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Survival Improvement of Cultured Clams due to Probiotics from Bacillus pumilus D5

  • PostDate:2020-07-06

Farmers have suffered significant losses from the massive death of clams in recent years. Taiwan’s Fisheries Research Institute has thus developed a type of probiotics - Bacillus pumilus D5 that is resistant to aquatic pathogens and improves water quality. Probiotics that support the proper culture management of clam famers and improve the breeding environment can also effectively enhance the growth and survival rates of clams.  

    The Fisheries Research Institute has noted the large number of clam deaths in Taiwan clam farming since the 1970s. In earlier years, unexplainable seasonal deaths occurred mainly in March, June, and September each year, but non-seasonal deaths are now occurring more frequently, not only causing losses to farmers, but also resulting in a serious impact to the national economy. It is speculated that the deaths of large numbers of clams are caused by many factors such as rapid changes in the breeding culture’s environmental temperature and salinity, deterioration of water quality and the benthic environment, excessively high culture density, and improper management of the culture. The Fisheries Research Institute isolated a probiotic-Bacillus pumilus D5 from the intestine of white shrimp in 2015. The test showed that adding Bacillus pumilus D5 to the feed of clams for 6 months can increase their growth, greatly cut down the number of Vibrio in the culture pond water, effectively reduce the concentration of total toxic ammonia nitrogen and hydrogen sulfide in the pond, regulate the immunity of the clams, and improve their survival rate.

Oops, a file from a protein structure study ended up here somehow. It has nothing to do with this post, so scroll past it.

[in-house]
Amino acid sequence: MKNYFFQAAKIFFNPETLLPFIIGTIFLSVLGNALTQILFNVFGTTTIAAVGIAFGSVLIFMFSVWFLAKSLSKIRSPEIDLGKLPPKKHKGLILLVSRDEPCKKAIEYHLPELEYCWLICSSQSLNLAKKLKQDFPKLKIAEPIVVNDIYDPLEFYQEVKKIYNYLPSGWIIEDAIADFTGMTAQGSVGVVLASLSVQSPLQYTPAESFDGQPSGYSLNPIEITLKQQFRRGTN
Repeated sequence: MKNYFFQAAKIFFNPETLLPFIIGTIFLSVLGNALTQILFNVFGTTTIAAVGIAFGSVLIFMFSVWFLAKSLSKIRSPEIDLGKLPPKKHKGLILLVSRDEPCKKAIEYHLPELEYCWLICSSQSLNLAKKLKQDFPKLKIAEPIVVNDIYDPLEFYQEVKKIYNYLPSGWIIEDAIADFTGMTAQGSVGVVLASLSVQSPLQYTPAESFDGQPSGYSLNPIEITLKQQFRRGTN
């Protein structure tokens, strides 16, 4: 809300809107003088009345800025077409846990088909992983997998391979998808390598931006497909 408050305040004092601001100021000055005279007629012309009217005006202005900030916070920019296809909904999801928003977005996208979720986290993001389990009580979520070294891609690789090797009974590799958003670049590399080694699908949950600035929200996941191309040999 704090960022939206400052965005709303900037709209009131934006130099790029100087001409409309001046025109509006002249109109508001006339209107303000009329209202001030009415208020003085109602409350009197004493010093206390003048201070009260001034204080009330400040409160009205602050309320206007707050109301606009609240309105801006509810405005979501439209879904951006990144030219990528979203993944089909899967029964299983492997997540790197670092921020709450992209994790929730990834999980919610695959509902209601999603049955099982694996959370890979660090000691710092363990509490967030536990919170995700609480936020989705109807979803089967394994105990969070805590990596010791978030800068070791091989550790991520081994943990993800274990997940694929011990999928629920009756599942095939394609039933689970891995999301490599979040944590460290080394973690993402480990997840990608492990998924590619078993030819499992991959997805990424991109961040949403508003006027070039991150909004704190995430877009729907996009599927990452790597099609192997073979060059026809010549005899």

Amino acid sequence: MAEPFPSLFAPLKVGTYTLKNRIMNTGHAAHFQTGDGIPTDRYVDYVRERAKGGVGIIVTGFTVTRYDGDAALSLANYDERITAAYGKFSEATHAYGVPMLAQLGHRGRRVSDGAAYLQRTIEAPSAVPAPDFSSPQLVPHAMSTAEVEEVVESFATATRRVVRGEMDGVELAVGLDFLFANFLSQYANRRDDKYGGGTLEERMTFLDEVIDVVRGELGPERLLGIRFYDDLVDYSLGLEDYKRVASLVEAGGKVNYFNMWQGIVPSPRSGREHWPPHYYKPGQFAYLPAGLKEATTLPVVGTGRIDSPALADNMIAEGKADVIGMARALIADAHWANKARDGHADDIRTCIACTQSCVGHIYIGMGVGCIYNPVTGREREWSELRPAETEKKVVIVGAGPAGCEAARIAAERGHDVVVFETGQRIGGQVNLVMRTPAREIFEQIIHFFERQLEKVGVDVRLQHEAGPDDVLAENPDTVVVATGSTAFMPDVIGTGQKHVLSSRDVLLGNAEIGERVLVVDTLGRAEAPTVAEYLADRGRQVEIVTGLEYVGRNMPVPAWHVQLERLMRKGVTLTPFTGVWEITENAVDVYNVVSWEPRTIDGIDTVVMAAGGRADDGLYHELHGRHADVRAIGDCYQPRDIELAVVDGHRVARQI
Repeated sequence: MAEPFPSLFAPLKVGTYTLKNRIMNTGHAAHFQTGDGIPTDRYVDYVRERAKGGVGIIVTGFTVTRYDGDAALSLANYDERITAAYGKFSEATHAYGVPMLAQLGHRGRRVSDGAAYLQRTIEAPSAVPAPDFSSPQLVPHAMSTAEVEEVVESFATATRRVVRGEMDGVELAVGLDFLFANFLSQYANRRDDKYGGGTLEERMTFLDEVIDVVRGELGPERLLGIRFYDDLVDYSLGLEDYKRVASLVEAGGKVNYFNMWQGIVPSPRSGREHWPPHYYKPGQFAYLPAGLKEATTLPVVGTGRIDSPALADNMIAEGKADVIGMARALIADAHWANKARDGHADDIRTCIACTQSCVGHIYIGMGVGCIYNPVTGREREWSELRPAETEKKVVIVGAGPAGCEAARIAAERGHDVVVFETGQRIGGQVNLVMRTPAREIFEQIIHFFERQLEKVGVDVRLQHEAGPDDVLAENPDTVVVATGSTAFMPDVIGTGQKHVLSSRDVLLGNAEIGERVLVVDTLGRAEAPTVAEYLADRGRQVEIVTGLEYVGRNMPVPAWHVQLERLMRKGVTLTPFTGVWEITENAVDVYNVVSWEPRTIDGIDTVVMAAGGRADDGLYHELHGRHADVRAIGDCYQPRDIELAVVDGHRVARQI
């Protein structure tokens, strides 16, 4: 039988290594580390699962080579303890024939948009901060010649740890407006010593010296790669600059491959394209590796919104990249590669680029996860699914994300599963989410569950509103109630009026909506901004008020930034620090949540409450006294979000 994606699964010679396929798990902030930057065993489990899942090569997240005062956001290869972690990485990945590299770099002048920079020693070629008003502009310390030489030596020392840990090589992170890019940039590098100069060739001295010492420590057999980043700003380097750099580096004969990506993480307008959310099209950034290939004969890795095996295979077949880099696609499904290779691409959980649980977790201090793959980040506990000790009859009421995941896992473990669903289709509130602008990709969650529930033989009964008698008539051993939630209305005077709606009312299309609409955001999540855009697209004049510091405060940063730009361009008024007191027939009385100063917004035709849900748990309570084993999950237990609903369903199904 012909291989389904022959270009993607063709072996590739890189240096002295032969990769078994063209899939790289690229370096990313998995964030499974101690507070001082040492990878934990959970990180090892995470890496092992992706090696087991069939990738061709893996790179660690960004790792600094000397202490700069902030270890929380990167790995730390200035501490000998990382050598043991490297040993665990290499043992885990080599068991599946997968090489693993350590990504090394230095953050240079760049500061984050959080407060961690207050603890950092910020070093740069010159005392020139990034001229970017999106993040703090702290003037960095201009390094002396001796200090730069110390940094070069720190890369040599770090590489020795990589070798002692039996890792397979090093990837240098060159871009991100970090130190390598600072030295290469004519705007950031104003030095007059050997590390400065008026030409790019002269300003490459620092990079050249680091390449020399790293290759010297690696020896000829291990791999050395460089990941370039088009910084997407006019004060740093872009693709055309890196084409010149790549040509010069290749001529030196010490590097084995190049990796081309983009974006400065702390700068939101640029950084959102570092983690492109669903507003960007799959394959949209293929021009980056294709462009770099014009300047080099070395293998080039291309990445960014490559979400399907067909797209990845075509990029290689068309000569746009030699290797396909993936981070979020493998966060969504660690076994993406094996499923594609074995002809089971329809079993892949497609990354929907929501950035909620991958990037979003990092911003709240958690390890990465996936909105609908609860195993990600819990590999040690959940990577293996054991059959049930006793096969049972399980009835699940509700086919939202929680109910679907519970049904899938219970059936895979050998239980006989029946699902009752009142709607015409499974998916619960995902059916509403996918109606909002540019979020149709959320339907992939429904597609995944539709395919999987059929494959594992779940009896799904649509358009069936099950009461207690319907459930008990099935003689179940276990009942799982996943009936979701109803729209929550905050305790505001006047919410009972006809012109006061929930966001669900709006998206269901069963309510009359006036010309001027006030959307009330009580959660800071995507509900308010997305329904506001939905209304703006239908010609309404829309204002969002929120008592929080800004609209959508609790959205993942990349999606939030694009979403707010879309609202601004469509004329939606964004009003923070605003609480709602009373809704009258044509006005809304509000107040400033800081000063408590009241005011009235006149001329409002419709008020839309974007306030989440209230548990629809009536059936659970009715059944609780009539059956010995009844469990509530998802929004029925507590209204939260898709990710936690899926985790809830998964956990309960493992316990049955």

According to the field survey of clam farming in Yunlin, Chiayi, and Tainan areas from 2015 to 2018, Fisheries Research Institute pointed out that there were about 129 incidents of clam deaths in 255 clam farm pond surveys due to just poor water quality, accounting for 50%; about 100 incidents of clam deaths resulted from poor water quality combined with Vibrio or Gram-negative bacteria infection, accounting for about 40%. It is inferred that poor water quality caused by improper breeding management is the biggest cause of clam deaths, and the secondary cause is poor water quality combined with Vibrio or Gram-negative bacteria mixed infection. A test of a Vibrio vulnificus attack on clams in the laboratory showed that Vibrio vulnificus and V. brasiliensis can result in their death, while V. anguillarum and V. parahaemolyticus can result in their weakness.  

    As poor water quality and Vibrio infection are important causes of clam deaths, the Fisheries Research Institute reported that it has transferred the technology of Bacillus pumilus D5 with anti-Vibrio and water quality improvement capabilities to 5 probiotic manufacturers and will match it with other probiotics in the future for the use in bait and feed, which can effectively reduce the amount of Vibrio in clam ponds and improve water quality. In combination with strengthening farmers’ management of clam cultures, the probiotic is expected to effectively solve the problems faced by Taiwan’s clam industry, restore the production of clams, and allow consumers to enjoy clams of excellent quality at reasonable prices.  



Aquaculture Group, Fisheries Research Institute
Contact: Fu-Shen Tseng, Group Leader
Tel: (02) 2462-2101Ext. 2801
Contributor: Hui-Jen Chu, Assistant Researcher
Tel: (02) 2462-2101 Ext. 2819

Figure. Inhibition of the pathogen Vibrio harveyi by Bacillus pumilus D5.